GONZO ARRIVES IN LIVERPOOL
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FERNANDO GONZALEZ has been a world number five, an Australian Open finalist, carried his country’s flag at an Olympic Games opening ceremony and is one of the few active players to have reached at least the quarter final round of all four Grand Slam tournaments.
But this summer he has a more serious challenge to overcome. The likeable Chilean is attempting to rebuild his career after a series of injury problems.
Ranked in the top 15 in the world for five consecutive seasons Gonzalez is rehabilitatating from surgery on his right hip
He spent most of the 2010 season and the start of 2011 recuperating after surgery – and after injury forced him out in the first round of the US Open last August he admitted: “I’m worried and I’ll have to see what happens.”
In two of his three tournaments this season Gonzalez has retired, which all makes this week’s Liverpool International tournam
ent at Calderstones Park more than a run of the mill preparation for Wimbledon.
“It’s not the beginning of the end of my career, but the beginning the last stage maybe,” he said yesterday, shortly after stepping off a flight from his native Chile.
“I like Wimbledon. I missed last year which was painful, but now I’m looking forward again. I’m fine physically. I’m not that old yet. I just need to be professional and look after my body.
“I’ve come straight from Chile to play here and it will be good preparation on the grass.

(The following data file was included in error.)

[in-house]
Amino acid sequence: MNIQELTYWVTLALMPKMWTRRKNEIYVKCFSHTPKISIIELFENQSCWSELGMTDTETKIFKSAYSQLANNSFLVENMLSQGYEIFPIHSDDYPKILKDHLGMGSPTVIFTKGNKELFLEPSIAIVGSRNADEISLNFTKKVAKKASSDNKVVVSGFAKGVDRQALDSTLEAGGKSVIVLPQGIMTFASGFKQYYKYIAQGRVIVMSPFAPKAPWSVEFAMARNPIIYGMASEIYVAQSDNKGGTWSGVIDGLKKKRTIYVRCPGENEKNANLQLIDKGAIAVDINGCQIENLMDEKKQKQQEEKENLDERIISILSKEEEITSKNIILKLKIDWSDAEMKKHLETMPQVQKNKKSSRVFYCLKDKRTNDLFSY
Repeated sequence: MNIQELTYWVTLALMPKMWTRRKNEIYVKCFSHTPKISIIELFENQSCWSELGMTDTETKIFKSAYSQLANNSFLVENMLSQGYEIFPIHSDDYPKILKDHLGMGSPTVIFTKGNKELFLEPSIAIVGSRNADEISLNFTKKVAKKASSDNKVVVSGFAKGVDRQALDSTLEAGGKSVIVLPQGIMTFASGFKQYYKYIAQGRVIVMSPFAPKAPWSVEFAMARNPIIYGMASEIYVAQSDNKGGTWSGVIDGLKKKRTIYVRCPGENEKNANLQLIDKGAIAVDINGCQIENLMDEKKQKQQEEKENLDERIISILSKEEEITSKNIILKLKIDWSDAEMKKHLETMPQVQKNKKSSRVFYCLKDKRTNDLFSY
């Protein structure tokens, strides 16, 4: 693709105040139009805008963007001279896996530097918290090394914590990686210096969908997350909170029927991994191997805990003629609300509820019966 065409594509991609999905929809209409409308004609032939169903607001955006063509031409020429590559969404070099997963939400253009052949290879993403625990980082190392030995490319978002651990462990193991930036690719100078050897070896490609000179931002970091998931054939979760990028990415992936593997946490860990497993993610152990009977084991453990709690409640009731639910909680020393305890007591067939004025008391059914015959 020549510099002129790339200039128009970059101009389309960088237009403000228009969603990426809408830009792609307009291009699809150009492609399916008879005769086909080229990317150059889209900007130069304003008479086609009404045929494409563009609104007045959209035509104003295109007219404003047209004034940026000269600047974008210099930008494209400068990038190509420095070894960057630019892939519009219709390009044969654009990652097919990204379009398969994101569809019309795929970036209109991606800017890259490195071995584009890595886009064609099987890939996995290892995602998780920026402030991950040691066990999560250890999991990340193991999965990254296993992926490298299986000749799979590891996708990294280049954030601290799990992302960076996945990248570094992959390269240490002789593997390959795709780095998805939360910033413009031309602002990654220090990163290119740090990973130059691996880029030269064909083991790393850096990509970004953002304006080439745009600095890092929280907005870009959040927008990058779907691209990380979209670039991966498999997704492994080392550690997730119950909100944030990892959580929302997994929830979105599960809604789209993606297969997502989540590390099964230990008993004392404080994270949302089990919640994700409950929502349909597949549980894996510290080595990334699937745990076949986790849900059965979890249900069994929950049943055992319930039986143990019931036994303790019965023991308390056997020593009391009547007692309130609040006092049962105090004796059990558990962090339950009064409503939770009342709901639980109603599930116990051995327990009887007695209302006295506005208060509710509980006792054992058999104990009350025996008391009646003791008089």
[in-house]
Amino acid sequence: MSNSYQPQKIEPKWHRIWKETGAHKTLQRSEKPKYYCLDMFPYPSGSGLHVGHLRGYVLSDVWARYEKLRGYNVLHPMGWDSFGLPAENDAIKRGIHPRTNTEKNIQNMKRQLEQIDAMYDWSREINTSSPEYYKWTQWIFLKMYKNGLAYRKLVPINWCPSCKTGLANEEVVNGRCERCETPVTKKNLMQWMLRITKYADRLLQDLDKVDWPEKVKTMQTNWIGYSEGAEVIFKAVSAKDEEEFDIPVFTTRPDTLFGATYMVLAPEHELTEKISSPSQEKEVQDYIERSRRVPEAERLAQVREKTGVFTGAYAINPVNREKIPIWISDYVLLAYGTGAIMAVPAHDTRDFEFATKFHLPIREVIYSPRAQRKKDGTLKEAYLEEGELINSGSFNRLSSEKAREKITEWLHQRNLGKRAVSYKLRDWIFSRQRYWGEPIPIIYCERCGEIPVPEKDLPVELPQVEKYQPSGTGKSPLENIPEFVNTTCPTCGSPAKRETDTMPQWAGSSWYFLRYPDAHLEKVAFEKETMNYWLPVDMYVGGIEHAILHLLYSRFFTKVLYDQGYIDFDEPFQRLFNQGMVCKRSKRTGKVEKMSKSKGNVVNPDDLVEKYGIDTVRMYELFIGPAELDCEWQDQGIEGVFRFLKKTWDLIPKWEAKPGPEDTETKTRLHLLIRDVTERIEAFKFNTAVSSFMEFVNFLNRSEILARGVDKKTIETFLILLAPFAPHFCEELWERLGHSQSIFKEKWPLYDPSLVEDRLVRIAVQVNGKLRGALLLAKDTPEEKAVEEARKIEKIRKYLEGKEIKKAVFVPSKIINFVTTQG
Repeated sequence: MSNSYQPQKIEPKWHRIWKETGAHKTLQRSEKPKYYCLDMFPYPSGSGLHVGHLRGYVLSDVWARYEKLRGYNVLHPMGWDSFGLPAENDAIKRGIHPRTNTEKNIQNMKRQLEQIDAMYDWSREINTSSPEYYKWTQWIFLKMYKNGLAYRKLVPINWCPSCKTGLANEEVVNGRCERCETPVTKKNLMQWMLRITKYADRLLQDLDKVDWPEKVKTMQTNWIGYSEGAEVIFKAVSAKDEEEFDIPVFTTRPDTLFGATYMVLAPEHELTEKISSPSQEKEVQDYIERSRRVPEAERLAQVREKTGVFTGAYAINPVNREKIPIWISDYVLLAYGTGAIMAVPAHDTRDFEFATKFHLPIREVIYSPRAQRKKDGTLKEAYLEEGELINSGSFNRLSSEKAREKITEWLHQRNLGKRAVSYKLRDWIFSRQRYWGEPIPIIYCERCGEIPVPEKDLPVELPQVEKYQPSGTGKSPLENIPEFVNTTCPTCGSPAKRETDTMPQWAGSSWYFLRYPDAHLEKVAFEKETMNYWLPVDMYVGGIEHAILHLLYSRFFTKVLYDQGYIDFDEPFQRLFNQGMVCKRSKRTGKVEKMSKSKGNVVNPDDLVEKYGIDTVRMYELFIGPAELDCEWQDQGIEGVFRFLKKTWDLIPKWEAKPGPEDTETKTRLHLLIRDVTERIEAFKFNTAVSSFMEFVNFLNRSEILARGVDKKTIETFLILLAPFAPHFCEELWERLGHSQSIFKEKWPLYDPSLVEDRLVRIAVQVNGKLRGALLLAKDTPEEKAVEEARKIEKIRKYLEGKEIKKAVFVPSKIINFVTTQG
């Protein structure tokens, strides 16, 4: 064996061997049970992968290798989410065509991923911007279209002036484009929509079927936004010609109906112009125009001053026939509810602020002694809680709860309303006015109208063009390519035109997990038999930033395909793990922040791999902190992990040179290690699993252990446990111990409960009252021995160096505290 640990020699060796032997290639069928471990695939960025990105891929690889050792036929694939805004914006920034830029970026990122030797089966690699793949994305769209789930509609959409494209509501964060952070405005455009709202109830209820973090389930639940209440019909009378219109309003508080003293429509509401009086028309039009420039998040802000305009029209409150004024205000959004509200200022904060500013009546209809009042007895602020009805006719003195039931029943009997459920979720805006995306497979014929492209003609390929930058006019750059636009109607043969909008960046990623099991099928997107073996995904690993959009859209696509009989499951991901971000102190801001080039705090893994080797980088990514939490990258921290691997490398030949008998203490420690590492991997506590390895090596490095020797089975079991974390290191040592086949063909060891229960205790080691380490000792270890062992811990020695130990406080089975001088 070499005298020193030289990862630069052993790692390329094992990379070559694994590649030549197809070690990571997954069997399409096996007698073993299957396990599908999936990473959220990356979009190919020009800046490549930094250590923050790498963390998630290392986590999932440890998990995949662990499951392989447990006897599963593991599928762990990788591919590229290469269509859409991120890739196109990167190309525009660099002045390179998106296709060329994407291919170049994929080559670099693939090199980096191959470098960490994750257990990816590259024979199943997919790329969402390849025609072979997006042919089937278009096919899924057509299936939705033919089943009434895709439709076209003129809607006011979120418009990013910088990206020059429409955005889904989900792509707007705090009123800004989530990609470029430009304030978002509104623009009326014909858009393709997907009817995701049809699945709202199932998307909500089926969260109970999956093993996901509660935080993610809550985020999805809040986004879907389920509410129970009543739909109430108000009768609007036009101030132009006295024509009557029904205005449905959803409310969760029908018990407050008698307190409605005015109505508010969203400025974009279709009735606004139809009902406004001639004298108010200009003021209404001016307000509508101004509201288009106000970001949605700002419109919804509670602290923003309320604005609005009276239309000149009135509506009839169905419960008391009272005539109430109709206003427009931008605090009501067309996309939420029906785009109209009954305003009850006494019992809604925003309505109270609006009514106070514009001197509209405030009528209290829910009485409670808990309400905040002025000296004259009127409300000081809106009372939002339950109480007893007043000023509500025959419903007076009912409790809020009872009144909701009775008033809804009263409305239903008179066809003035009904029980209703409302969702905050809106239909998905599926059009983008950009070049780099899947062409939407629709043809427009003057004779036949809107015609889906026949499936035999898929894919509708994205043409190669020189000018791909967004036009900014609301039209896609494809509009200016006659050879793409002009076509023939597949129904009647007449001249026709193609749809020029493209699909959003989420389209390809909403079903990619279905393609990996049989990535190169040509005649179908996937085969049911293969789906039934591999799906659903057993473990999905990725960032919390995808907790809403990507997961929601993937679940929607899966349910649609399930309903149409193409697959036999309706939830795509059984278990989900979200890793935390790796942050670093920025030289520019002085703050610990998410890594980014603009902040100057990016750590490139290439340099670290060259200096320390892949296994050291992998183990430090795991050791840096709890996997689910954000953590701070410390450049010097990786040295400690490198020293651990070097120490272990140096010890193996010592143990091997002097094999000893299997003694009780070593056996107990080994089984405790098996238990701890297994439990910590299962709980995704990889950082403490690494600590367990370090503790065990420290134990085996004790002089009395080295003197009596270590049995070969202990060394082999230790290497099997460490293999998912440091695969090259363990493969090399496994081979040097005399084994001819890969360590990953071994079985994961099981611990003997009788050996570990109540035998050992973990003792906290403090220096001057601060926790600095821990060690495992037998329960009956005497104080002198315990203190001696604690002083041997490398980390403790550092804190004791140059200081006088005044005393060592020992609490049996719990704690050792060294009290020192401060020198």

“What have I heard about Liverpool? I have heard The Beatles, I have heard Liverpool Football Club and I have heard Mark Gonzalez (the Chilean international who played 36 times for the Reds in 2006 and 2007) although my son supports CD Everton!
“I have always heard about the city but when I am in England I am usually in London, so it’s exciting that I can finally spend a few days here.”
Tournament organiser, Anders Borg, is delighted to have attracted a man nicknamed Mano de Piedra (Stone Hand) to the Liverpool International.
“Fernando has one of the best forehands on the ATP circuit,” he explained. “He is a real powerhouse from the back of the court and he will deliver some great rallies for the crowds to watch and marvel at. I can’t wait to see him on grass at Calderstones. He is a lovely guy who loves to thrill the crowds.”
Gonzalez himself believes he still has the potential to raise a few cheers from tennis crowds worldwide. “I only played tw
o tournaments last year, but I want to be a top player again,” he added. “I am very excited about the Olympic Games next year. I will be 31 years old and I feel that I can still achieve something in tennis.
To date, Gonzalez has 11 ATP World Tour titles, three Olympic medals, dozens of Davis Cup match wins and, along the way, has inspired thousands of kids in Chile.
“Fernando is a major superstar in South America and he handles it very well,” says former coach Larry Stefanki.
“Fernando is a very generous person with his time and charity work in Chile. He is extremely grounded as a person and loves spending time with under-privileged kids.”
Leader of Liverpool City Council, Councillor Joe Anderson added: “The line-up for this year’s tournament is fantastic and the thousands of people who visit Calderstones Park can expect to be wowed by some of the hottest tennis talent in the world.
“It will be a wonderful event and will showcase our beautiful park at its very best.”
The knowledgeable Calderstones Park crowd will be hoping that for Fernando Gonzalez the Liverpool International can mark a new beginning, not the beginning of the end.